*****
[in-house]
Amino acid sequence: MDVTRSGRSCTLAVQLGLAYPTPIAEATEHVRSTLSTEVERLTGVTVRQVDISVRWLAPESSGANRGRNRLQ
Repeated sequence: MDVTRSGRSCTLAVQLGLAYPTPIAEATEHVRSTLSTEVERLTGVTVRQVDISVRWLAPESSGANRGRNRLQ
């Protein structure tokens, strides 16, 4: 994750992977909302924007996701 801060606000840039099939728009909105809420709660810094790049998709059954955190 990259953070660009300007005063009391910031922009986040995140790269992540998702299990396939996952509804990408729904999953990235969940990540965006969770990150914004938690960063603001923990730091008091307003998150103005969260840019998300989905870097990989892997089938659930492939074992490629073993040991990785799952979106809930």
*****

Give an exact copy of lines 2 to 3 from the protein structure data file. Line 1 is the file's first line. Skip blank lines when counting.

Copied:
Amino acid sequence: MDVTRSGRSCTLAVQLGLAYPTPIAEATEHVRSTLSTEVERLTGVTVRQVDISVRWLAPESSGANRGRNRLQ
Repeated sequence: MDVTRSGRSCTLAVQLGLAYPTPIAEATEHVRSTLSTEVERLTGVTVRQVDISVRWLAPESSGANRGRNRLQ